Researchers at Rutgers’ RUCDR Infinite Biologics leverage Spectrum DNA’s SDNA-1000 to confirm saliva matrix as a robust biosample source for successful COVID-19 detection.
Researchers from RUCDR Infinite Biologics at Rutgers University have successfully validated saliva as being a viable biosample source for COVID-19 detection when compared to nasopharyngeal or oropharyngeal swabs. The resourceful discovery has come just in time to answer the consistent exponential increase in test demand.
“This is it. This is what makes America so great,” Said Bill Phillips, Spectrum’s Chief Operating Officer. “Challenge and adversity throw up roadblocks and we partner together to discover, and deliver, not only an answer to the supply shortage for sample collection but uncover a solution that is actually better than what we were using in the first place.”
Saliva testing is a new development that under a medical provider’s direction, allows for simple self-administered sample collection that even those in quarantine or self-isolation can use. Researchers at Rutgers’s RUCDR Infinite Biologics compared swab-collected biosamples head-to-head against saliva biosamples using the Spectrum DNA whole saliva collection device and its patented blue preservation solution. Saliva not only demonstrated to be a robust source of viral RNA but when preserved with Spectrum’s patented preservation solution it was seen to protect COVID-19 transcripts for an extended period of time making sample collection and transport to CLIA testing labs more efficient and amenable to global testing. Adding in the capability for self-collection uncovers additional opportunity to protect medical teams helping to reduce the risk of further exposure and spread, as opposed to nasal swab biosample collection requiring up close medical assistance.
“It had been previously reported on how saliva was being successfully used for viral DNA/RNA extraction. Due to this state of emergency and medical supply shortage we decided to test it for ourselves using Spectrum saliva collection devices. Our side-by-side test comparison of over 75 patient samples demonstrated that the use of saliva to extract viral RNA was in fact a robust source for COVID-19 detection and equal in performance to the approved swab-based collection samples,” said Andrew Brooks, PhD COO, RUCDR Infinite Biologics and Professor of Genetics at Rutgers University. “In addition, the preservation solution from the Spectrum whole saliva collection device preserved the COVID-19 viral RNA for testing enabling for easier logistics from sample collection to the testing laboratory.”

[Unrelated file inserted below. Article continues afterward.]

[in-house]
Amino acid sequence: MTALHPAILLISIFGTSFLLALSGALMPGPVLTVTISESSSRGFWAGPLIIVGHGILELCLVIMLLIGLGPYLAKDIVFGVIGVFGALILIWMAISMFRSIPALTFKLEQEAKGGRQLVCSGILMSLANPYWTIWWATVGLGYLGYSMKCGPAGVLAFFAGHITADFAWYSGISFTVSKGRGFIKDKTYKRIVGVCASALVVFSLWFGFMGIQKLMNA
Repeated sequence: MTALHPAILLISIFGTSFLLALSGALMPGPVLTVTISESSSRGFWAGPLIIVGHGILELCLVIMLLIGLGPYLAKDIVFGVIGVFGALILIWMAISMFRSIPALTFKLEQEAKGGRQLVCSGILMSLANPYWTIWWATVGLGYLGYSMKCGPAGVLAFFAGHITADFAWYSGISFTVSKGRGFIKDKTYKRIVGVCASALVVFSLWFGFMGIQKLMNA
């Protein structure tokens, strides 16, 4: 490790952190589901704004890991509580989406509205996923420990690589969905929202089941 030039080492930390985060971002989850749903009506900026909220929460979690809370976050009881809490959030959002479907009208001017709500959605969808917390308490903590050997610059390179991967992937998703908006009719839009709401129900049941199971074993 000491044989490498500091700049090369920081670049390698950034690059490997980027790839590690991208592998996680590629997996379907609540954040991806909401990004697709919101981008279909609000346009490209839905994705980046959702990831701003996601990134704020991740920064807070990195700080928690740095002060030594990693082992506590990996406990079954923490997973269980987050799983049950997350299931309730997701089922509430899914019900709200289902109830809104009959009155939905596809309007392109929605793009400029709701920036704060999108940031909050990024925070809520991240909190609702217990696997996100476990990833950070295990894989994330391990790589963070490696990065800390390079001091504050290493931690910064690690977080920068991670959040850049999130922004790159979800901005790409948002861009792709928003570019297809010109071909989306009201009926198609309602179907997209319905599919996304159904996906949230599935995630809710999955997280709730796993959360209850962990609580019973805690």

“As demand for COVID-19 testing continues to dramatically climb, supplies for many of the critical components are just not keeping pace. The discovery that saliva is a viable and more convenient source of biomaterial for testing will immediately help hospital networks and labs bypassing the critical shortage of supplies including nasal and throat swabs for COVID-19 testing,” said Stephen J. Fanning, CEO of Spectrum Solutions. “A saliva test will also allow for a broad and more expansive population screening for the virus than what has been possible to date during this global health crisis.”
“These exciting results have a tremendous impact on testing. We encourage any clinical laboratory or reference laboratory wanting to validate our protocols and submit for their EUA testing approval to contact Spectrum for guidance. The more of us approved for testing, the faster we can deliver testing relief to those desperately waiting for answers,” said Dr. Brooks.
RUCDR is currently testing for COVID-19 using the Spectrum DNA SDNA-1000 whole saliva collection device leveraging two easily accessible COVID-19 detection assays under EUA from the FDA. Any laboratory with the ability to test for COVID-19 and the willingness to contribute their assistance during this state of emergency can contact Spectrum for access to saliva testing support documentation, approved operating procedures and protocols required to file a EUA.
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